• Recordkeeping: A reporting agent would have to preserve for three years (the first two years in an easily accessible place) the information received from a required reporter and the information provided to FINRA by the reporting agent and the written agreement outlined above.

Observations: The Proposed Rule has extremely broad application, and the SEC went to great lengths to explain why it has the authority to require that non-FINRA members report information to FINRA, citing to Exchange Act Rule 10b-17. Rule 10b-17, adopted in 1971, requires certain issuers to provide information to FINRA regarding corporate actions, and it is unclear whether it was challenged in the courts at the time. The requirement that information be reported to FINRA by non-members will not be without its controversy and may be subject to challenge by banks, insurance companies, and even clearing agencies. In addition, the requirement that reporting agents be FINRA member broker-dealers is also not without criticism since there are non-broker-dealer private vendors that may be able to fill these requirements just as well or better.

Transaction Data Elements

The Proposed Rule sets forth specific data elements that must be reported to FINRA within 15 minutes after a loan is “effected.” The Proposed Rule also requires that FINRA assign each loan a unique transaction identifier and make such information public “as soon as practicable.” The data elements include the following:

  • Legal name of the security issuer and the Legal Entity Identifier (LEI) of the issuer, if the issuer has an active LEI
  • Ticker symbol, ISIN, CUSIP, or FIGI of the security, if assigned, or other identifier
  • Date the loan was effected
  • Time the loan was effected
  • Name of the platform or venue where the loan was effected (if any)
  • Amount of the security loaned
  • For a loan not collateralized by cash, the securities lending fee or rate, or any other fee or charge
  • Type of collateral used to secure the loan of securities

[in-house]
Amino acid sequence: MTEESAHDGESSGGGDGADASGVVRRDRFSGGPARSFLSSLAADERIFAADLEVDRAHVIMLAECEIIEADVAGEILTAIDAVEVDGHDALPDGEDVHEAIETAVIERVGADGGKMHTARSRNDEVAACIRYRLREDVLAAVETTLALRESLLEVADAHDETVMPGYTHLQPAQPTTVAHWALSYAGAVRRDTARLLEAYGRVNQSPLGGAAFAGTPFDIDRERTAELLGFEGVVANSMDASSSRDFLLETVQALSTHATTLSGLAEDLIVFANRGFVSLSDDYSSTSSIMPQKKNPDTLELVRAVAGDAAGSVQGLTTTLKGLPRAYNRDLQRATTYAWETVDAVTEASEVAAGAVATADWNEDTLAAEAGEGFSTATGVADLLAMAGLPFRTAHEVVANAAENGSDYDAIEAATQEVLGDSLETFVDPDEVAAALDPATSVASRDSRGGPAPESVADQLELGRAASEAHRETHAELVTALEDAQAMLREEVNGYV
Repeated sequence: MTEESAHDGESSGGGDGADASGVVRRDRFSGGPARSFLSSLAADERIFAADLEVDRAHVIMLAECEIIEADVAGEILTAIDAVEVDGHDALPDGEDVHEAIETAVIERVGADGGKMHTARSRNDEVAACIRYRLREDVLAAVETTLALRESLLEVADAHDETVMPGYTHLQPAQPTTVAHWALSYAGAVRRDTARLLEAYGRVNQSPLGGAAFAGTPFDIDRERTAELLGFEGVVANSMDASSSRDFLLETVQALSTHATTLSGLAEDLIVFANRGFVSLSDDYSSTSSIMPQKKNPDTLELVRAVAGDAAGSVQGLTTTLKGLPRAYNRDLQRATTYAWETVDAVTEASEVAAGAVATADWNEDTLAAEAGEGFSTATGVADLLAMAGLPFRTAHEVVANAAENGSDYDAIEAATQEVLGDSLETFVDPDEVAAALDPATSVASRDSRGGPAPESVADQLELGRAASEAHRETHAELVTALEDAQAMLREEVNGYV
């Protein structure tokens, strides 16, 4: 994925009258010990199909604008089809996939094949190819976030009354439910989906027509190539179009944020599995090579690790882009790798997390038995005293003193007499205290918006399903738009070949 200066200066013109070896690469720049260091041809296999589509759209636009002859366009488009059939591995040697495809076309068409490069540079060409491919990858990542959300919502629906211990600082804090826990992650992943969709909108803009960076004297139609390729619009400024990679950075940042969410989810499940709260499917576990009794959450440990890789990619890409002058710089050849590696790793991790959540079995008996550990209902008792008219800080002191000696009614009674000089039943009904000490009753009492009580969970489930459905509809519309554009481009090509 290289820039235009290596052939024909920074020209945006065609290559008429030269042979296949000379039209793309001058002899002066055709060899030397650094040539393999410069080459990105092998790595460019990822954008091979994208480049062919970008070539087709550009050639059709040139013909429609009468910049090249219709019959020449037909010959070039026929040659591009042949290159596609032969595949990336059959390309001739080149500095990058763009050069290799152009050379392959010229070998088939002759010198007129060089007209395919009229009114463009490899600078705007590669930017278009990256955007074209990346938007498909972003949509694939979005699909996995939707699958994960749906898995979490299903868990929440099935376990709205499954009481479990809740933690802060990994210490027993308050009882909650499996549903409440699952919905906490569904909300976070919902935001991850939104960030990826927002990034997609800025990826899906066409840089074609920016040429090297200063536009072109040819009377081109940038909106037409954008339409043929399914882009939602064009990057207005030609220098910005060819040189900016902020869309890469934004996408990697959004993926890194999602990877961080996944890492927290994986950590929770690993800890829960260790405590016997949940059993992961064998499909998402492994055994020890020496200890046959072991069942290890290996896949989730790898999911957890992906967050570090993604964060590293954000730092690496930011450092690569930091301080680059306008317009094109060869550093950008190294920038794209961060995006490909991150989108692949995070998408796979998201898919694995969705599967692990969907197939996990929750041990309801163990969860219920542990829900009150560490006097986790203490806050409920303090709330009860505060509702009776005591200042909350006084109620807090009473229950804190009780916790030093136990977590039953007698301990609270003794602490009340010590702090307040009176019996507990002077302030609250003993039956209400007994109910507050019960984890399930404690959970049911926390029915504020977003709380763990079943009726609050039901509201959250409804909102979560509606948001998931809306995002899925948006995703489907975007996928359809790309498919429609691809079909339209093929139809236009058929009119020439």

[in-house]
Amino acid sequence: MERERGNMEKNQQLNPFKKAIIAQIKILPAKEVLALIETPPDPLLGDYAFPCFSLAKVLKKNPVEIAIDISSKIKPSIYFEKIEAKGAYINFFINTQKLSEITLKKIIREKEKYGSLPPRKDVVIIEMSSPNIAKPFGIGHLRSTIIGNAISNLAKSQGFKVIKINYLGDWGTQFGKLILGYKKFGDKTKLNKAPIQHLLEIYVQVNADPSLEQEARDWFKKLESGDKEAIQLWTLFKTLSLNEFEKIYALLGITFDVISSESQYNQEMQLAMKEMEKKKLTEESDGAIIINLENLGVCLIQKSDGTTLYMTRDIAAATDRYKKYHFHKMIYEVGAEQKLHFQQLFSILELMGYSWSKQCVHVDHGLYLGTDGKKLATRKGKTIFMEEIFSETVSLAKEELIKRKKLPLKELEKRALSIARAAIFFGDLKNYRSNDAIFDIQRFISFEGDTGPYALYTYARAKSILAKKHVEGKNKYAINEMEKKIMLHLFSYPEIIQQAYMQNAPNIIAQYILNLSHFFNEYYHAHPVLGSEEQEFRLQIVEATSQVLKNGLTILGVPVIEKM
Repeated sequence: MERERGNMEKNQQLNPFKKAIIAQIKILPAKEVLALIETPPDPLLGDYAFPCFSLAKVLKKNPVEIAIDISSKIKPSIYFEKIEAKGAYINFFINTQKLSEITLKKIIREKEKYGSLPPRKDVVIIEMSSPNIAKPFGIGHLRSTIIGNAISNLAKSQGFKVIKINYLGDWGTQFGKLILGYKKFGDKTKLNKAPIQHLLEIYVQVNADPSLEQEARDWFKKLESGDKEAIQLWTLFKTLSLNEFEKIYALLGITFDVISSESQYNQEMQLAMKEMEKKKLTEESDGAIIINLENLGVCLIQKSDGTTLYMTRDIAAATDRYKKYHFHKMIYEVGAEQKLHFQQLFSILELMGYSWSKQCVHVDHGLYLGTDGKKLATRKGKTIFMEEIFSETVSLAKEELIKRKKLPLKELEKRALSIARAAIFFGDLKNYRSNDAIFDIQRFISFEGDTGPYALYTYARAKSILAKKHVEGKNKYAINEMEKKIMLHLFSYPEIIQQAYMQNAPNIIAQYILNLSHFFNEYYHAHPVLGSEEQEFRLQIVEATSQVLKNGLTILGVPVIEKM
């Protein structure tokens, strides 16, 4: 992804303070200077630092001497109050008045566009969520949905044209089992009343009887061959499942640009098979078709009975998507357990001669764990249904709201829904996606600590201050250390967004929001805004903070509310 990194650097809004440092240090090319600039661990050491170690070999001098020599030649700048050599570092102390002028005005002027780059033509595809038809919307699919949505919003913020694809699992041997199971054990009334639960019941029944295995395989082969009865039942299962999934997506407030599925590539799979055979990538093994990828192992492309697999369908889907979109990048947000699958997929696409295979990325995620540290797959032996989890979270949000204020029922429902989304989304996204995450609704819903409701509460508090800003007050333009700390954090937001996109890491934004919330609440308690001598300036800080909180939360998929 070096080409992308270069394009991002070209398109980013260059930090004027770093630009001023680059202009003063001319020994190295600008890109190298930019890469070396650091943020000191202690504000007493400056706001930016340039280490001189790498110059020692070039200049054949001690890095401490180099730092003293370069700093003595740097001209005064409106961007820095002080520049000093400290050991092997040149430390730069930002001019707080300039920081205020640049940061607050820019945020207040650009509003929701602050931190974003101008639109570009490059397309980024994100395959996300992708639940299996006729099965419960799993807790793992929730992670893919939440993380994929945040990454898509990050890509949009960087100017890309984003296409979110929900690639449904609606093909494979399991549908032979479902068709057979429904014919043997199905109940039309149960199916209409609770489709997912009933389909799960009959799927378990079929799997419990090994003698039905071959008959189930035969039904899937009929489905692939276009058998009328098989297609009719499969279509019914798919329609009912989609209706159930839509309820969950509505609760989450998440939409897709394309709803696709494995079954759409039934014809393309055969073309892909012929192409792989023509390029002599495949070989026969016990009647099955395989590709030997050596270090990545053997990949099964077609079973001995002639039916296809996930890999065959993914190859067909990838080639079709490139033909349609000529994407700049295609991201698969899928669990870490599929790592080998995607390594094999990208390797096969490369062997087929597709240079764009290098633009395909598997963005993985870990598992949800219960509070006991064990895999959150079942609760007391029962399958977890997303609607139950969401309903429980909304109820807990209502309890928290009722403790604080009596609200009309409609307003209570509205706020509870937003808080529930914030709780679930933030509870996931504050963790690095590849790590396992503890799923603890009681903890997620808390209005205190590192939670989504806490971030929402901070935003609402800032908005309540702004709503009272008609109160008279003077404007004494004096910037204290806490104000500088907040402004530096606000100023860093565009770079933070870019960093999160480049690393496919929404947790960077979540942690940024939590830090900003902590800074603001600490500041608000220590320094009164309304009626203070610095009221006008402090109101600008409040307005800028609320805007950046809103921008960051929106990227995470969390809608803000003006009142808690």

• For a loan collateralized by cash, the rebate rate or any other fee or charge
  • Percentage of collateral to value of loaned securities required to secure such loan
  • Termination date of the loan, if applicable
  • Whether the borrower is a broker or dealer, a customer (if the person lending securities is a broker or dealer), a clearing agency, a bank, a custodian, or other person

Observations: While many of these data elements seem straightforward, it is unclear whether the SEC gave any consideration to the widely used master securities loan agreement (MSLA) when developing the Proposed Rule and, in particular, the impact that the Proposed Rule would have on legacy and subsequent agreements. This should matter at least with respect to the SEC’s consideration of the Proposed Rule’s economic impact and ultimate cost of compliance.

The Proposing Release alternated between using the terms “effect” and “execute.” Practitioners in this space are well aware that executing a transaction is generally understood to be a much narrower concept that “effecting,” which can include all actions leading up to execution. This is especially true in the broker-dealer context. While this concept may seem esoteric, it can have a ripple effect that leads to more legal uncertainty between these two concepts.

Although required reporters must send these data elements to FINRA within 15 minutes, the SEC gives FINRA more flexibility to disseminate information “as soon as practicable.” Although the SEC expects that FINRA will make the information publicly available on a rolling basis very shortly after receipt, it did not specify a time frame. The SEC, however, was clear in the Proposing Release that it plans to give FINRA more discretion to propose rules that would further elaborate on the required data elements to be reported, and on the types of platforms and venues that have to be identified to FINRA. While the SEC justifies this approach by suggesting that platform/venue identification can give investors insights into liquid platforms, it also provides FINRA with the opportunity to be viewed as implicitly endorsing certain types of platforms over others simply based on how it defines the term.

Loan Modifications

The Proposed Rule also requires reporting of information regarding loan modifications. Specifically, the following information would be required to be provided to FINRA, again within 15 minutes after each loan is modified, if the modification results in a change to information required to be provided to FINRA: